Newport Beach Now decided to take a look for itself. We paid the building a visit only a few days ago. Although two elevator doors on the main lobby floor were
securely shut and could not be opened, on the basement garage level we
found an open door to an elevator shaft.
An elevator car was hanging a floor or two above our heads. It seemed like a dangerous situation. We also found signs on the elevator doors explaining the situation to residents. We then took a walk up the strairs to the eighth floor. Not an easy jaunt for anyone, even me and I’ve been working out the last few months!
After our visit we called Cal/OSHA and the city of
Newport Beach again.
We spoke at length to a supervisor in the city's building department. He had knowledge of the situation and was very forthcoming about how the city could do little to help. A few previous calls to the Newport city inspector who has been directly dealing with the situation went un-returned.
We were later referred to speak with the city’s spokesperson Tara Finnegan, who when asked “What has the city done in regards to code enforcement related to the building” told us:
" ... Community Development has had staff out there (Building and Code Enforcement) to see what the City could do to help facilitate the repairs. Staff also contacted the state since it does have an agency (OSHA) that oversees elevator safety ... It’s not a construction project / something that the City would permit. Since it’s a maintenance issue, it’s the responsibility of the homeowners association and the property manager. Our staff is monitoring the situation and doing what they can to help facilitate the repair work."
When told of the open elevator door and other safety issues found during my recent visit, the Cal/OSHA inspector based in Santa Ana responded “I’m going to have to get out there as soon as I can and red-tag it”. The inspector told Newport Beach Now that even if elevators aren’t required to operate in a building like this, they are required to be safe and not pose a safety hazard for people in the building.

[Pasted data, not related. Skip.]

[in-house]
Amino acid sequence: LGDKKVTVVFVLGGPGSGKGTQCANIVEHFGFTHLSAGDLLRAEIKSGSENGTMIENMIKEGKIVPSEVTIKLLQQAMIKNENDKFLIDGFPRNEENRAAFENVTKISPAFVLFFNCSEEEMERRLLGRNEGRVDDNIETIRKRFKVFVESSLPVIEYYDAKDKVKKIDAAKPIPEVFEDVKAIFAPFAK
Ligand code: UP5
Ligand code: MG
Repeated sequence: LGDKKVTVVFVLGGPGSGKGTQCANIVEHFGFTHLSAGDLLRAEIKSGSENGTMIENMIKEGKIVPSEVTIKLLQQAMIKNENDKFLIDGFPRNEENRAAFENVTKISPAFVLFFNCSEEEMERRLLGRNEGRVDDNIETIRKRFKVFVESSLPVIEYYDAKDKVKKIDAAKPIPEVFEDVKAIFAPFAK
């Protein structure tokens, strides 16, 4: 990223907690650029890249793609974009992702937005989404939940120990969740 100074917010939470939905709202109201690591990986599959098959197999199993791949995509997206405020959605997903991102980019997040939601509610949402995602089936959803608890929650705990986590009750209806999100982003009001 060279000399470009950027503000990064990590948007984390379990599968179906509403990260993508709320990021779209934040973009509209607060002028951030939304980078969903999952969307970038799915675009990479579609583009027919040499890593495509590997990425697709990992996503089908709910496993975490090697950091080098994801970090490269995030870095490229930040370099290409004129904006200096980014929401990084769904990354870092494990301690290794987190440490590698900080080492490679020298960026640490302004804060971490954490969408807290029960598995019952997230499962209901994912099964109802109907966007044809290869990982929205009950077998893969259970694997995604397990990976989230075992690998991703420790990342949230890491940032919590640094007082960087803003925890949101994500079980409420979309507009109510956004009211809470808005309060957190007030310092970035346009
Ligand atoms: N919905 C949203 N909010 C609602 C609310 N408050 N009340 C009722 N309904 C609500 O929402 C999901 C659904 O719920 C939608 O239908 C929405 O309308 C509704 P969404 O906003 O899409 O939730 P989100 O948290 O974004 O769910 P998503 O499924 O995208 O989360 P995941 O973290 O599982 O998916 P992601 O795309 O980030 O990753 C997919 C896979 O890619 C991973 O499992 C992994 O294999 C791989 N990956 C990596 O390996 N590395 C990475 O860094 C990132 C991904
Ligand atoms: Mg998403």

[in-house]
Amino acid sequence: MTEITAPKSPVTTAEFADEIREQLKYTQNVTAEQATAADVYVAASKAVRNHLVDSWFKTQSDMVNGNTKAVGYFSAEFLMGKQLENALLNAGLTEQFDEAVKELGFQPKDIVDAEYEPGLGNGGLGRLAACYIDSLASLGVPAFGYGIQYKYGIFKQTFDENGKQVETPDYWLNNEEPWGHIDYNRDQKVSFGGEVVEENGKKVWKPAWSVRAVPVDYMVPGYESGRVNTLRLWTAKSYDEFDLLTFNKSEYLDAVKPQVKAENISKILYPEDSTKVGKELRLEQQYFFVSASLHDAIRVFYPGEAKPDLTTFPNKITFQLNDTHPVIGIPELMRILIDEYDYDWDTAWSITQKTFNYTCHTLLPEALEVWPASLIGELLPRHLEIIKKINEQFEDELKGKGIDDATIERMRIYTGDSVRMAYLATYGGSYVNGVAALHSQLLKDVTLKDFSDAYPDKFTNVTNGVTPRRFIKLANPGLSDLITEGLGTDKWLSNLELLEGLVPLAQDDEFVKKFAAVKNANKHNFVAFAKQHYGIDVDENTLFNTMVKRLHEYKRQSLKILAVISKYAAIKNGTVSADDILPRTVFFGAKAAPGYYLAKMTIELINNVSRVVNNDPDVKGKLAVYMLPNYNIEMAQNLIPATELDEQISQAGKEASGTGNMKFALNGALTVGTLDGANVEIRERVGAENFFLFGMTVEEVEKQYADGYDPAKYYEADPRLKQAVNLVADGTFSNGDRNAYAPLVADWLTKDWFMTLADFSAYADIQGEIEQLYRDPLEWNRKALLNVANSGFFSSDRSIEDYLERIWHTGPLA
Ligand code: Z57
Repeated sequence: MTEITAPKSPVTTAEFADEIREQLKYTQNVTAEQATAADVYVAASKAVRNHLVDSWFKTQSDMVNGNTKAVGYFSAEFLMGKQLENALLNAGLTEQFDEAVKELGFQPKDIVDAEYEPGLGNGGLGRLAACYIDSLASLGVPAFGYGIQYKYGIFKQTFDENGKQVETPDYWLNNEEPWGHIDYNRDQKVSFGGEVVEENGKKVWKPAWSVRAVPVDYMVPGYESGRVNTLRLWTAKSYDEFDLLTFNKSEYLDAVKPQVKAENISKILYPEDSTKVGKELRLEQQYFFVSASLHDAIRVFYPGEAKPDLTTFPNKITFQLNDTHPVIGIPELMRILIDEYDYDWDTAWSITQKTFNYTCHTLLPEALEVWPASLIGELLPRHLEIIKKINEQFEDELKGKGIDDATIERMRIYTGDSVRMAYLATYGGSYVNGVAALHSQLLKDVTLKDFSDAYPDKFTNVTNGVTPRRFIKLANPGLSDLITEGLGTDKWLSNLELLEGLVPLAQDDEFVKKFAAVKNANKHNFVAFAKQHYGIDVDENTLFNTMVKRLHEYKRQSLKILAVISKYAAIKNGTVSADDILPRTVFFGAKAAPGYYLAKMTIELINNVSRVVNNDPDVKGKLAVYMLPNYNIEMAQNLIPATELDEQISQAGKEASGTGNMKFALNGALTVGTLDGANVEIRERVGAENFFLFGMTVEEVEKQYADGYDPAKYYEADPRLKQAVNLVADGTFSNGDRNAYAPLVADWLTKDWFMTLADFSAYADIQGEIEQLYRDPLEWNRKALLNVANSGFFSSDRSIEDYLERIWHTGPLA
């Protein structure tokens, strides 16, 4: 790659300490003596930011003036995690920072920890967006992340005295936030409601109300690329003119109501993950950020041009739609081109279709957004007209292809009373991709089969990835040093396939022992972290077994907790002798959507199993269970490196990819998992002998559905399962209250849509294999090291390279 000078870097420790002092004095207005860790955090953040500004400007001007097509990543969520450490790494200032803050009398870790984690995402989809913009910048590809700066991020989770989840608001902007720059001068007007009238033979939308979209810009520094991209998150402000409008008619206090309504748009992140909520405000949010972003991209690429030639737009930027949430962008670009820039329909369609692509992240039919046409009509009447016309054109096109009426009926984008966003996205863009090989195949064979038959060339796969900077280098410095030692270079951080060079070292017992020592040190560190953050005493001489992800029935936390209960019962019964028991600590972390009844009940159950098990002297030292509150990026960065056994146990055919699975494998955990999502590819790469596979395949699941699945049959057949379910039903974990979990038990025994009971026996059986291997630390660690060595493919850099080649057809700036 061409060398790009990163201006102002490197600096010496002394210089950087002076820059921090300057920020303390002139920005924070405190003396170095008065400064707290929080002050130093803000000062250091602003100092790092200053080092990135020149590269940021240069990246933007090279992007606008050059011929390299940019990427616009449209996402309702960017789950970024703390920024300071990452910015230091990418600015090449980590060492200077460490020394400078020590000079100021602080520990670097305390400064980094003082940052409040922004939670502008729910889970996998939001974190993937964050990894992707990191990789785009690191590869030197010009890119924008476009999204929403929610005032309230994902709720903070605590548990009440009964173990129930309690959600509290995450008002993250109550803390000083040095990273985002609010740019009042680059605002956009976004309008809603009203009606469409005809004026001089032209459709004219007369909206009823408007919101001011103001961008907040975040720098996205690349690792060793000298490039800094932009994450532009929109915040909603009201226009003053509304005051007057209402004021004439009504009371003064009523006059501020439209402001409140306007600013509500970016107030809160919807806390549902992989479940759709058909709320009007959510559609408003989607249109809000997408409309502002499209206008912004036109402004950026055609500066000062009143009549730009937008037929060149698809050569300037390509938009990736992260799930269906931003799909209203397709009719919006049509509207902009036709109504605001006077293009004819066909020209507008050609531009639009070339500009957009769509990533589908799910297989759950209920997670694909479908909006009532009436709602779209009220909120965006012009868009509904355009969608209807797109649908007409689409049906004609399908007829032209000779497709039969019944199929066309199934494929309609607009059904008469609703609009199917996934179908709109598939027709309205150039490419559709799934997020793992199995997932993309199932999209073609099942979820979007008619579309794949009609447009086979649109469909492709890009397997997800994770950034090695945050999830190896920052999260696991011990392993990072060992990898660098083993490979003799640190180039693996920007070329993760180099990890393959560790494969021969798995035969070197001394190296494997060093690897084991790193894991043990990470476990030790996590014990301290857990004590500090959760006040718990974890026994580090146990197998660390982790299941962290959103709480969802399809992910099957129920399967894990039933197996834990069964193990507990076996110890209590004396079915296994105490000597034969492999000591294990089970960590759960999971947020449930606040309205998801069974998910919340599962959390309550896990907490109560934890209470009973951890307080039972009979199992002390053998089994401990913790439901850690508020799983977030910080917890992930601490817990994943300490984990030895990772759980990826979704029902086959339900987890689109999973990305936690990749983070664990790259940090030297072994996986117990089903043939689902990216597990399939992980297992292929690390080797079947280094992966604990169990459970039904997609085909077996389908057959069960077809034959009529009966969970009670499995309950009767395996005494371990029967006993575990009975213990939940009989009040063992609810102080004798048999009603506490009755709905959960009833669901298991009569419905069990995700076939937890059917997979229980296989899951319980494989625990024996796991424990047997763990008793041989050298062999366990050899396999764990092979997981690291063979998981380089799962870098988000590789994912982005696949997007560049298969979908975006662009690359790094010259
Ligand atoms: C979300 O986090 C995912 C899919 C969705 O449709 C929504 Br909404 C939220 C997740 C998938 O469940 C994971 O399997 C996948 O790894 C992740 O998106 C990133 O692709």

We also reached out to Dennis D’Alessio, a member of the building's Homeowners
Association. D'Alessio spoke to us briefly and promised to get back to us with more
information. He never did.
In a lengthy letter last month D'Alessio told residents that despite all the problems “all we can ask of you residents is to have patience as we work through this. We sincerely apoligize for all of the delay and inconvenience to you and will do everything we can to minimize it . Remember, we too have to climb these stairs every single day, so we suffer with you.”
After speaking with D’Alessio and Newport Beach Now's visit to the building, only days ago, there was an interesting twist. The building Irvine based management
company 'Total Property Management' issued a letter to the residents stating that repairs to the elevators were still on-going. No time-frame was given for when the elevators would be working again.
They did offer residents some new help. They explained that the building facility's manager would begin “to assist Homeowners with carrying items to and from your units while the elevators are being repaired”. His hours are 10AM to 6PM.
If residents didn't already have enough problems at the building, a new issue came up the other night. All the power to the building went out during a localized blackout in the area.
One resident we spoke to for this story told us they had to navigate their way up the stairs to their unit on a high floor with a flashlight.
As for the elevators. They still don’t work.